Reciprocity and Retaliation in U.S. Trade Policy
AbstractThe increasing use of activist unilateral policies by the United States to open foreign markets or deter unfair trading practices is highly controversial. This study reexamines the arguments for and against reciprocity and retaliation in light of actual experience since the early 1980s, especially the more aggressive use by the United States of section 301 of the Trade Act of 1974, which gives the president broad authority to retaliate against "unjustifiable, unreasonable, or discriminatory" foreign trade practices. It analyzes the advantages and disadvantages of these policies and the circumstances under which they are likely to succeed or fail. The study contains an empirical assessment of all section 301 cases concluded between 1975 and 1993. It also provides detailed case studies of various trade conflicts including the Super 301 negotiations involving Japan, Brazil, India, Taiwan, and Korea, financial services disputes with Japan and the European Union, the US-EU conflict over oilseeds, and the US-Japan beef and citrus negotiations.The authors recommend against the future use of Super 301 and urge that the United States pursue a strategy of aggressive multilateralism in the new World Trade Organization.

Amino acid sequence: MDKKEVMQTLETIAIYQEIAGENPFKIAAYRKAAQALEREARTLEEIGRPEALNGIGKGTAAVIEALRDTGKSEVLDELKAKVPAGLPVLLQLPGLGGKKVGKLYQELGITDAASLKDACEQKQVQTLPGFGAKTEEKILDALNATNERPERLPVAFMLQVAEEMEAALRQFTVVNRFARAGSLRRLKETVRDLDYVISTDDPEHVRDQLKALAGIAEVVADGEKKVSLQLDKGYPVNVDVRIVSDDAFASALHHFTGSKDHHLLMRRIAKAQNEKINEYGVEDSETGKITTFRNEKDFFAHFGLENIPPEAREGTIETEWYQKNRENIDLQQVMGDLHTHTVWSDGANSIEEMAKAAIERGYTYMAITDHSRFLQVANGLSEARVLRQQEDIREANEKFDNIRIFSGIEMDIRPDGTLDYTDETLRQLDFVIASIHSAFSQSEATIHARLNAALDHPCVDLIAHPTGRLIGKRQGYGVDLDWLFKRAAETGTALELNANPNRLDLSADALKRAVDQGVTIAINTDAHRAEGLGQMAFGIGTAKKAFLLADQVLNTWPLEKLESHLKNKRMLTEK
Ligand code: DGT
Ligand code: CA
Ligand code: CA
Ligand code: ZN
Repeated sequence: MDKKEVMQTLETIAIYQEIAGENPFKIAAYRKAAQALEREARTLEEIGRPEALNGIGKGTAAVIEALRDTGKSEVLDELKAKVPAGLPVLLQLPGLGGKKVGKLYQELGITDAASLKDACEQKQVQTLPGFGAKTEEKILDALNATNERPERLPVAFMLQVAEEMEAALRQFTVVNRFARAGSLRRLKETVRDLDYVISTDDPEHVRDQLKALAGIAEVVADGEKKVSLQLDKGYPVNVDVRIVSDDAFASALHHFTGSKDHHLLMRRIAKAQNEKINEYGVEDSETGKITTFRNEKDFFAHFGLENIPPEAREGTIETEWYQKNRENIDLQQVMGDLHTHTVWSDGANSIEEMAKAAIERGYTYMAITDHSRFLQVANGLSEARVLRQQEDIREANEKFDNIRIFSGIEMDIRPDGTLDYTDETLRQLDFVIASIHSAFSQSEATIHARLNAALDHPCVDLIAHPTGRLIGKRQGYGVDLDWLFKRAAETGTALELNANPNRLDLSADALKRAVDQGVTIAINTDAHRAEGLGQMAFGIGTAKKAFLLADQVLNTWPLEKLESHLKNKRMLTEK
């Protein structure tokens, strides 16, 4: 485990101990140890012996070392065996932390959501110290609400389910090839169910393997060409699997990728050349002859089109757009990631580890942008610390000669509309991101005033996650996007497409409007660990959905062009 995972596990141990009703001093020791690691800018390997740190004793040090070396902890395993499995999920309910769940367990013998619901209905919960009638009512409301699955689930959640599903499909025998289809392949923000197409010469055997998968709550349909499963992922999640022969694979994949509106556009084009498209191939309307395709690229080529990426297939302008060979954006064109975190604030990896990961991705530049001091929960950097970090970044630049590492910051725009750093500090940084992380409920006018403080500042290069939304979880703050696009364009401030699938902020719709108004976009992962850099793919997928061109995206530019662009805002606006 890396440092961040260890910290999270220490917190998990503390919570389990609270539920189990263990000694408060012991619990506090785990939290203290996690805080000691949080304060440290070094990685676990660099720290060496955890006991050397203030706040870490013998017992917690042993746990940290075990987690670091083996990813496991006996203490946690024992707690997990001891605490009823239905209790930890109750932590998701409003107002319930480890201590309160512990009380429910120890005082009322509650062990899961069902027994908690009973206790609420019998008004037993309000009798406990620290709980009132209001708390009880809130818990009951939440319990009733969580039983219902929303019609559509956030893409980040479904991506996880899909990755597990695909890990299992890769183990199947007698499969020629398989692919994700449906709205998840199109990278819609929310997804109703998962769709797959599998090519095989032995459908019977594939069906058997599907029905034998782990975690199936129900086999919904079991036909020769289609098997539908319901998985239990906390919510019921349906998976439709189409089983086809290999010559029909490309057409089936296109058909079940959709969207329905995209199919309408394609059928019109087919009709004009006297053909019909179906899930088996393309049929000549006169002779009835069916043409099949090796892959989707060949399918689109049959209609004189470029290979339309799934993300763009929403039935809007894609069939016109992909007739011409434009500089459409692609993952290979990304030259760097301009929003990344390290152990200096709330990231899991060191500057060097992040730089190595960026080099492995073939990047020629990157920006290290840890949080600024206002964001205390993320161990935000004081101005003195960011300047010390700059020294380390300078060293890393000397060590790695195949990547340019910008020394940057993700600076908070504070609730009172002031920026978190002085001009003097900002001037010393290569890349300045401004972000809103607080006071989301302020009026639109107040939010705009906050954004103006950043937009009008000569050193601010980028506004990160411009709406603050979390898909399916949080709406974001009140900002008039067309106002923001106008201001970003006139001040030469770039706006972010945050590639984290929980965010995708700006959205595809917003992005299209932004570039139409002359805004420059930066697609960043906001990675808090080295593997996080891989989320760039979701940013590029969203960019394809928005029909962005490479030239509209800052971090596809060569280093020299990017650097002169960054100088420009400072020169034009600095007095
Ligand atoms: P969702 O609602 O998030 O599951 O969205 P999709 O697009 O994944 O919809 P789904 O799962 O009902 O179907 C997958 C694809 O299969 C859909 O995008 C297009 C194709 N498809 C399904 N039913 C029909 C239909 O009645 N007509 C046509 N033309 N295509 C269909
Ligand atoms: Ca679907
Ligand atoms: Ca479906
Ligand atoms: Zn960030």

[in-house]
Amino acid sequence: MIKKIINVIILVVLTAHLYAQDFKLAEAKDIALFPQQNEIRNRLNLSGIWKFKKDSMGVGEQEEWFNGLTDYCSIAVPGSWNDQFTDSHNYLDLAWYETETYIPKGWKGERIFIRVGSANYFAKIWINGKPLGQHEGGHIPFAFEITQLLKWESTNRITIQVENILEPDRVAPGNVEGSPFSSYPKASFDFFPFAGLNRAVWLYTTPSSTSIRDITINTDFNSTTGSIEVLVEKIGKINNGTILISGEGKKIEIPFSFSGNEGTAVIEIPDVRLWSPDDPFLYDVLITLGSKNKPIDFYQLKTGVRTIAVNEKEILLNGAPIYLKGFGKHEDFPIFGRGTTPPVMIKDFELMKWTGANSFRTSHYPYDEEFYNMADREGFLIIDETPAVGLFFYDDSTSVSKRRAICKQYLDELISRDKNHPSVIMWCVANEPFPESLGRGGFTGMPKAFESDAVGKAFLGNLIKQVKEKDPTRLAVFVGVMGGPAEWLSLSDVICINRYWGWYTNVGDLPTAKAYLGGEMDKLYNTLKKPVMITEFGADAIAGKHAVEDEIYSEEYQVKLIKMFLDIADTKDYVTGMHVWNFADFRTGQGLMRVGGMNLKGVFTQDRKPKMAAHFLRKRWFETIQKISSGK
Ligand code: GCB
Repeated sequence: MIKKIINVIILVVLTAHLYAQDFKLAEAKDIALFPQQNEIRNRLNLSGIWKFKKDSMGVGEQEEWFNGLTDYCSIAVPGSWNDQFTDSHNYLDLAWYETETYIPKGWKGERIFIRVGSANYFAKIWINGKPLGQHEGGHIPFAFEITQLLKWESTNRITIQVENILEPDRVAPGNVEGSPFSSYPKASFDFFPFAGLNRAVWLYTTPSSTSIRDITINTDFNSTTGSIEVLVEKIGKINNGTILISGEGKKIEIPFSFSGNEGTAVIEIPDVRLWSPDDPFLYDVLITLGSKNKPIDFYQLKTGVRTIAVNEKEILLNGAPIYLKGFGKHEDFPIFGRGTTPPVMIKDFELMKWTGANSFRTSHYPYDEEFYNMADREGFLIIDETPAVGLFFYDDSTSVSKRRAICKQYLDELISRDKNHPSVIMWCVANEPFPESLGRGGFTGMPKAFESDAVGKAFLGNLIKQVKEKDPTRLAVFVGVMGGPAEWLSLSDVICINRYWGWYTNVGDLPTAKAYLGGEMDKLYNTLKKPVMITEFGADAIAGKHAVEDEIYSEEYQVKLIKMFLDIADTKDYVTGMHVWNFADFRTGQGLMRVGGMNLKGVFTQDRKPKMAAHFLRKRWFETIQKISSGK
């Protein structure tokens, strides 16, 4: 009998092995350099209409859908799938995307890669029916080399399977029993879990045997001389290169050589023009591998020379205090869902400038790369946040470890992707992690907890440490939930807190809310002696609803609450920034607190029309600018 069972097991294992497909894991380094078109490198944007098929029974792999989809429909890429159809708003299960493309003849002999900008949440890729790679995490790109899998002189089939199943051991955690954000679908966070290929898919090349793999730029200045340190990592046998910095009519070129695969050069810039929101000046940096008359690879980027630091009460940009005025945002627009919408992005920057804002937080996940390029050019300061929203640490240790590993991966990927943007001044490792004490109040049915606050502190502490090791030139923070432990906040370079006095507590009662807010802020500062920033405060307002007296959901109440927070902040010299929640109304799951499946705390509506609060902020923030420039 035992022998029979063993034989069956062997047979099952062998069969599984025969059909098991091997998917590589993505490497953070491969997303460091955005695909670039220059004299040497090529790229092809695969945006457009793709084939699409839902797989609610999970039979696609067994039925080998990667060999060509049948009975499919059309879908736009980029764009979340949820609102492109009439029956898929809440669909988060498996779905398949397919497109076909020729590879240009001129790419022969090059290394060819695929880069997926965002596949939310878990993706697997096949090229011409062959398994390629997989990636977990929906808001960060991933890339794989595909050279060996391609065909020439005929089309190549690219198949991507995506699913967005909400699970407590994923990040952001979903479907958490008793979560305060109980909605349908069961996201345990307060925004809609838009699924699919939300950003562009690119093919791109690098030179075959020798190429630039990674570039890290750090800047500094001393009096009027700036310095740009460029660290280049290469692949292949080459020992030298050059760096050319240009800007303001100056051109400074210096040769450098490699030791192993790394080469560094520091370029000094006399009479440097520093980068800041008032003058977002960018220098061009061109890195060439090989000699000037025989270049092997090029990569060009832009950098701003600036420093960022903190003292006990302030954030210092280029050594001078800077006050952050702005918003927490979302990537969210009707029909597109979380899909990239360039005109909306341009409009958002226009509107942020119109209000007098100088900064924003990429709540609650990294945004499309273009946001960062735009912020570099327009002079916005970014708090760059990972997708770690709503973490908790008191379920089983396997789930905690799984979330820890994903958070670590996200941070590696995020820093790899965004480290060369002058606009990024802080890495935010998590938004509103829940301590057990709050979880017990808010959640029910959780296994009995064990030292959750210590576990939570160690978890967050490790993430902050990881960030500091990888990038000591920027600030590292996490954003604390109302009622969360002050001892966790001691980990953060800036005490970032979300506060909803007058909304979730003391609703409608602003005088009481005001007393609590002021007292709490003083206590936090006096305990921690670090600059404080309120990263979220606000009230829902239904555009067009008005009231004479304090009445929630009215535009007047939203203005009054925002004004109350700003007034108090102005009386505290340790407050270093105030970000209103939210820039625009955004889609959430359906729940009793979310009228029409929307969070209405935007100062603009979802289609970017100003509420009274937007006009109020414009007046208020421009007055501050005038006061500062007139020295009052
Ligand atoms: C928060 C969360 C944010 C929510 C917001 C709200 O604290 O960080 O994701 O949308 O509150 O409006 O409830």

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Bibliographic InfoThis book is provided by Peterson Institute for International Economics in its series Peterson Institute Press: All Books with number 78 and published in 1994.
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